Friday 14 August 2015

The missed potential of Kate Mara's Sue Storm

If there's one thing above all others that annoyed me in Fant4stic then it's the treatment of Sue Storm. Beyond the unconvincing monkey, the unconvincing tree, the unconvincing characters and the unconvincing attempts to make me believe actual effort went into making this film, Sue Storm annoys me.

You see, I can't deny that Fox had a whole list of great ideas for her. They just didn't actually do anything with that list. Here is allthe things that Kate Mara's Sue is according to the film as shown:

She is a Kosovan orphan.
She speaks with a US accent but can summon her native accent at will.
She is Doctor Franklin Storm's adopted daughter.
She has a talent for spotting patterns.
She views music in terms that are both mathematical and poetic.
She uses her “pattern-spotting” talents as a form of psycho-analysis.
Both she and Johnny have history with Doom.
She is more academically accomplished and closer to her father than Johnny.
She obviously loves her brother.
Neither her adopted brother or father place any qualifier before calling her their “sister” or “daughter” in spite of their obviously different relationships with her.

This is what is done with these ideas:

Her Kosovan origins and accent are referenced once in a scene that only exists to justify Doctor and Johnny Storm being black now. Ditto, the fact she is adopted.

The pattern thing, oddly, is never used in conjunction with her being a scientist. Her job on the teleportation project is making the environment suits. Even though two scenes involve her operating complex computer programs, one of which involves her using her pattern-recognition skills, she is not one of the computer programmers on the project.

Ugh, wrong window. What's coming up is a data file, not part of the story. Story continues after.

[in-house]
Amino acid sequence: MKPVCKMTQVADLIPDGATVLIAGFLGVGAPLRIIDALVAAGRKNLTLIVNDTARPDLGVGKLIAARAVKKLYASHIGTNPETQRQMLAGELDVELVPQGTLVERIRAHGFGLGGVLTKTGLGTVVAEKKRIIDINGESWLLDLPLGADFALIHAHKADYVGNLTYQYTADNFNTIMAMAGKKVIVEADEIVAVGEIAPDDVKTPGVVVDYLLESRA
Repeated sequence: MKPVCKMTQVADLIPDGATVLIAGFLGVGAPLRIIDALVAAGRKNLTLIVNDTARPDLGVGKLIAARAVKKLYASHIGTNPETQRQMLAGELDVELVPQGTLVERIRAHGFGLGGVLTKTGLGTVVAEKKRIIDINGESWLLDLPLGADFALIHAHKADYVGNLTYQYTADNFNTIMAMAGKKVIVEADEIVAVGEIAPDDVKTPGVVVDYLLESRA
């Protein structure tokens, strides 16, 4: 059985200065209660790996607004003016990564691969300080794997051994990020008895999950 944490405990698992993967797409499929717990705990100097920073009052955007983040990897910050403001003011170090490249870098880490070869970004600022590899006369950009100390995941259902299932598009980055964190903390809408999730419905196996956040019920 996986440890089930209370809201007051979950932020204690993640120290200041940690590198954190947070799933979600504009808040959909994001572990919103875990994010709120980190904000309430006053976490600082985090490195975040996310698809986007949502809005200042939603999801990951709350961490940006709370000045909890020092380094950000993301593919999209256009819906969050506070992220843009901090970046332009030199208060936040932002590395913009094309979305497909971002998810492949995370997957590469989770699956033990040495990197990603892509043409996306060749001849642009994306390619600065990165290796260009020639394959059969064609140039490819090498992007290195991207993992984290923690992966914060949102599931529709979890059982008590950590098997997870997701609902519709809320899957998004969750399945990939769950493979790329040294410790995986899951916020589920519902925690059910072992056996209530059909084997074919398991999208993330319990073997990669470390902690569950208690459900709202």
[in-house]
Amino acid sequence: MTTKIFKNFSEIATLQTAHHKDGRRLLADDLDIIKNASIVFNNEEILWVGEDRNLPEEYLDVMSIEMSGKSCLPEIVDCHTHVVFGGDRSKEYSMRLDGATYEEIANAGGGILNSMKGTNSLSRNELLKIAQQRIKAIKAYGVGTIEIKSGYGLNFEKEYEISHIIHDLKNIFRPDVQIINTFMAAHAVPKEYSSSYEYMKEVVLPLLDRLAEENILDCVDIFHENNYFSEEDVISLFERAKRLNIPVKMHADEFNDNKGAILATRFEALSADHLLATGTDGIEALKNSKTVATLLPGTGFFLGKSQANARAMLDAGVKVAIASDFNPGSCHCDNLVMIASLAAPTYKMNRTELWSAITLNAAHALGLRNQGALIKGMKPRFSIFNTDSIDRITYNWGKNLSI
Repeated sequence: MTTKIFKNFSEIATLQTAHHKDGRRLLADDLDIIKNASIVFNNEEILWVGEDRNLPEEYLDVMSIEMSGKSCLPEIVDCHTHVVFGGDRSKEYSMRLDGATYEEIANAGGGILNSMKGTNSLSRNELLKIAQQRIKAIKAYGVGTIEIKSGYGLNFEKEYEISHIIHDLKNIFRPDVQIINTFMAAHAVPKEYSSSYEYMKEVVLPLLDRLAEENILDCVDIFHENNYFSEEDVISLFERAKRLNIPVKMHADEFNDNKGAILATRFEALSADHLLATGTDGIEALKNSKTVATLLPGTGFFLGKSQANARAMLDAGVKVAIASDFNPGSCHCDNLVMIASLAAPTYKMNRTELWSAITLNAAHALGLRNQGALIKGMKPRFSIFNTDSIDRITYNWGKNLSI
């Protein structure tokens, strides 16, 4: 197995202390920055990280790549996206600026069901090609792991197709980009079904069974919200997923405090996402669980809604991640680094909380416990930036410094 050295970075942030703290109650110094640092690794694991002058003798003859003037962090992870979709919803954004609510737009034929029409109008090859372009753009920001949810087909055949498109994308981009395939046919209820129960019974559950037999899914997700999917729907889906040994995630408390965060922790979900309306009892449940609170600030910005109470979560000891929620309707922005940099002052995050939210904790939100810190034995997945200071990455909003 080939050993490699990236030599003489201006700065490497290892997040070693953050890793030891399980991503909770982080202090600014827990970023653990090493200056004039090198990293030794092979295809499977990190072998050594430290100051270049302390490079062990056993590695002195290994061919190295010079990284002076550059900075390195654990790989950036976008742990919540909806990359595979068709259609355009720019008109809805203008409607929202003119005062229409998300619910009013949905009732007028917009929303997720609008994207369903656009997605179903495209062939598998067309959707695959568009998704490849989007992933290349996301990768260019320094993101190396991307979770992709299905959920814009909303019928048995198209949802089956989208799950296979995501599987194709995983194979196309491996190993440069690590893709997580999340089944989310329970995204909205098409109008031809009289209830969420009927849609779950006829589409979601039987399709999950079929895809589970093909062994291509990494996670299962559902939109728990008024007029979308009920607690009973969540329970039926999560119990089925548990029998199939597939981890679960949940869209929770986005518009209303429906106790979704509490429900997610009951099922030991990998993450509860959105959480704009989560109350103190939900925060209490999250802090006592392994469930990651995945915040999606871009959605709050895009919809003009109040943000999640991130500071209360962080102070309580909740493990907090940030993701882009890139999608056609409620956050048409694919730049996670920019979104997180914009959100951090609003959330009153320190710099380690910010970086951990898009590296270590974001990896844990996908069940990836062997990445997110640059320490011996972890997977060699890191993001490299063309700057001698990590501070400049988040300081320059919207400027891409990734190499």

The poetic speech about patterns in music is only to reinforce the idea that the hot woman is cooler than Reed, the speccy socially awkward nerd. Oh, Fox, you and your hilarious stereotypes...

Doom's feelings for her are never actually addressed in her direct presence. He just tries to use the force of sheer machismo to scare Reed off in one scene. Her view on Doom? Never addressed, never even referenced, not even in the one moment where Doom sort of brings it up to her when he says he wanted her to be Eve to his Adam on the nightmare hellhole warpstone planet that gave them their powers.

Sue and Johnny relate to each other in only two ways: mutual low key affection or Johnny being outright hostile. There is little middle ground and nothing that bridges the two emotions. The attitude of the film makers honestly seems to be “They're siblings, okay?” with no other explanation needed. The obvious view of Sue being the “good child” Doctor Storm favours over the less-accomplished Johnny is brought up once (by Johnny to Doctor Storm, again cutting Sue out of an emotional storyline that should involve her) but never explored. No connection is made between the fact that both she and Johnny are builders of things on the project: she the environment suits and he the welding on the teleporter itself. Nor is it ever addressed that she and Johnny are the only two of the five empowered characters who “switch off” their powers using the properties of their costumes.

Beyond that, of course, is the fact that she's cut out of the expedition that gets them their powers, gaining her own as a side effect of the group's return from the alien/alternate world. Yes, a Fantastic Four movie in which one of the Fantastic Four is not present for the actual incident in which they get their powers. What's she off doing while the others are doing their ill-advised thing? Chasing after daddy! Good grief. And then the boys get drunk before deciding to take the teleporter for an unauthorised test fight and, obviously, Sue couldn't be present for that because she is a good little daddy's girl.

Let that be the legacy of this film, folks: Fox has managed the impossible feat of plunging head first into the Madonna/Whore Complex in a film with only one female character. 

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